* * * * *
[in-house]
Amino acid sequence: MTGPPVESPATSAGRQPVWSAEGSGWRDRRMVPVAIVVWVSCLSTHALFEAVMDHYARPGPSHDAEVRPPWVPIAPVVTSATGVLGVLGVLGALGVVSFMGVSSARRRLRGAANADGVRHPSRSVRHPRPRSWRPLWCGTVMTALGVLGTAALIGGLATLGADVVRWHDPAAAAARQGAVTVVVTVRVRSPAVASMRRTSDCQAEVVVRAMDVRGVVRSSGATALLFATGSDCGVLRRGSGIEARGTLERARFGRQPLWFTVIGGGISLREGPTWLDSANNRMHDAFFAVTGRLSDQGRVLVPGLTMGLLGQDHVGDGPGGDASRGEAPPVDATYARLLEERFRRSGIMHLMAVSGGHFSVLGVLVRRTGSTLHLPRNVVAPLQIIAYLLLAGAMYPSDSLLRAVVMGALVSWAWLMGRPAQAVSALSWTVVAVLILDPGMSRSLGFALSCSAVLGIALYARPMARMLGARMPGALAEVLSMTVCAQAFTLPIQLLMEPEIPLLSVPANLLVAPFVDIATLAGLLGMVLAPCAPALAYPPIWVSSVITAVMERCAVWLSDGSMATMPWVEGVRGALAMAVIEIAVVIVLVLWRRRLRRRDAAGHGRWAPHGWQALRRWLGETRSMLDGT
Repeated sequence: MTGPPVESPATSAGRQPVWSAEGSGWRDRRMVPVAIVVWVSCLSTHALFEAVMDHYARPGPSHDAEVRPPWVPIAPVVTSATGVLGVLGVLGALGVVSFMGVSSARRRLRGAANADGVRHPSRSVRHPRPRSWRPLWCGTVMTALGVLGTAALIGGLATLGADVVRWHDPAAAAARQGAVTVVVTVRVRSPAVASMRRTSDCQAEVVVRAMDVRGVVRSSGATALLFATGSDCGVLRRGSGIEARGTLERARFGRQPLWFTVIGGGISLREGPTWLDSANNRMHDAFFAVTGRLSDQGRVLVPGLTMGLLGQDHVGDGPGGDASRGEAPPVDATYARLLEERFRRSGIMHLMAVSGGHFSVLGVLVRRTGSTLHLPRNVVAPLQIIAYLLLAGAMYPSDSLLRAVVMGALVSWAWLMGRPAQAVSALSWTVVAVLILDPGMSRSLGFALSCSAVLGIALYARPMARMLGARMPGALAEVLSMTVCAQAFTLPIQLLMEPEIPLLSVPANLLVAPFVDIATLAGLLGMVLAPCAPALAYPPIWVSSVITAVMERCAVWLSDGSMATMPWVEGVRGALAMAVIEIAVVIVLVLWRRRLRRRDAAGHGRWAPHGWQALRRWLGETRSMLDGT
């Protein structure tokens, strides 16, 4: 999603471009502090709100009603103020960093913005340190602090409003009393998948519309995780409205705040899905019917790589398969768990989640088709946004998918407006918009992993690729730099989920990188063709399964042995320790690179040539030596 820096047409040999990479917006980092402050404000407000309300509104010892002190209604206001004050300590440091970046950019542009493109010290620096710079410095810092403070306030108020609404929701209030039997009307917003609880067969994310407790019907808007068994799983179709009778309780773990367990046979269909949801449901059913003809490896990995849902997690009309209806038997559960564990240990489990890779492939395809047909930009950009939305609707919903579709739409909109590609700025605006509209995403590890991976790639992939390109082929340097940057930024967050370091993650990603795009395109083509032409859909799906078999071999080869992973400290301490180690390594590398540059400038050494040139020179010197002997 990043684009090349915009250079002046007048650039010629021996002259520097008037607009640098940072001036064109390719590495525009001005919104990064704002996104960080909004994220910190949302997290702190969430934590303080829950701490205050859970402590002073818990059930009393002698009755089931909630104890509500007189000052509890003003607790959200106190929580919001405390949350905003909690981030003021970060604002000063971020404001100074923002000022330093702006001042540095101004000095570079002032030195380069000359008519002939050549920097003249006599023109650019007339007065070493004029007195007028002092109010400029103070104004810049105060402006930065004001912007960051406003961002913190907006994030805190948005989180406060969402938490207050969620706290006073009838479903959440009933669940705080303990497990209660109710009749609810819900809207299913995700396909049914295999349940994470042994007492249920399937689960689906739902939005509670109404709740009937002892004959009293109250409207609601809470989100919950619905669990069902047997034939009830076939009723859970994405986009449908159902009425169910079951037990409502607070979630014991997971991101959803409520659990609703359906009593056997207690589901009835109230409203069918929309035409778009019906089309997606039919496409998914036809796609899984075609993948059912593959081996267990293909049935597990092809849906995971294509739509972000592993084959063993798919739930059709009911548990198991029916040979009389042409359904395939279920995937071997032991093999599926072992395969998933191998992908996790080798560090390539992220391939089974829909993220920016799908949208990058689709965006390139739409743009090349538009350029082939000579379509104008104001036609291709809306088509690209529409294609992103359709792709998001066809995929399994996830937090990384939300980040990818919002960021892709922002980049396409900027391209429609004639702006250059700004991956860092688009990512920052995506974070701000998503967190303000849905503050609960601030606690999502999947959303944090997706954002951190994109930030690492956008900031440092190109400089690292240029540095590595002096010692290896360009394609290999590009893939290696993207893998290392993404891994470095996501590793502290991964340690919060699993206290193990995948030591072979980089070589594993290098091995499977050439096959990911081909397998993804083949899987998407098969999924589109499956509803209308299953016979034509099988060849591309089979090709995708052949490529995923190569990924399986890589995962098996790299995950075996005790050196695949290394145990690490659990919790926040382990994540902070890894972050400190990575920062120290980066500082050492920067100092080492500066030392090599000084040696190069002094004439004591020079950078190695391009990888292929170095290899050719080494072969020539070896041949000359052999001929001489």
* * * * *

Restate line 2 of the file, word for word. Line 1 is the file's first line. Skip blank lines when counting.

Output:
Amino acid sequence: MTGPPVESPATSAGRQPVWSAEGSGWRDRRMVPVAIVVWVSCLSTHALFEAVMDHYARPGPSHDAEVRPPWVPIAPVVTSATGVLGVLGVLGALGVVSFMGVSSARRRLRGAANADGVRHPSRSVRHPRPRSWRPLWCGTVMTALGVLGTAALIGGLATLGADVVRWHDPAAAAARQGAVTVVVTVRVRSPAVASMRRTSDCQAEVVVRAMDVRGVVRSSGATALLFATGSDCGVLRRGSGIEARGTLERARFGRQPLWFTVIGGGISLREGPTWLDSANNRMHDAFFAVTGRLSDQGRVLVPGLTMGLLGQDHVGDGPGGDASRGEAPPVDATYARLLEERFRRSGIMHLMAVSGGHFSVLGVLVRRTGSTLHLPRNVVAPLQIIAYLLLAGAMYPSDSLLRAVVMGALVSWAWLMGRPAQAVSALSWTVVAVLILDPGMSRSLGFALSCSAVLGIALYARPMARMLGARMPGALAEVLSMTVCAQAFTLPIQLLMEPEIPLLSVPANLLVAPFVDIATLAGLLGMVLAPCAPALAYPPIWVSSVITAVMERCAVWLSDGSMATMPWVEGVRGALAMAVIEIAVVIVLVLWRRRLRRRDAAGHGRWAPHGWQALRRWLGETRSMLDGT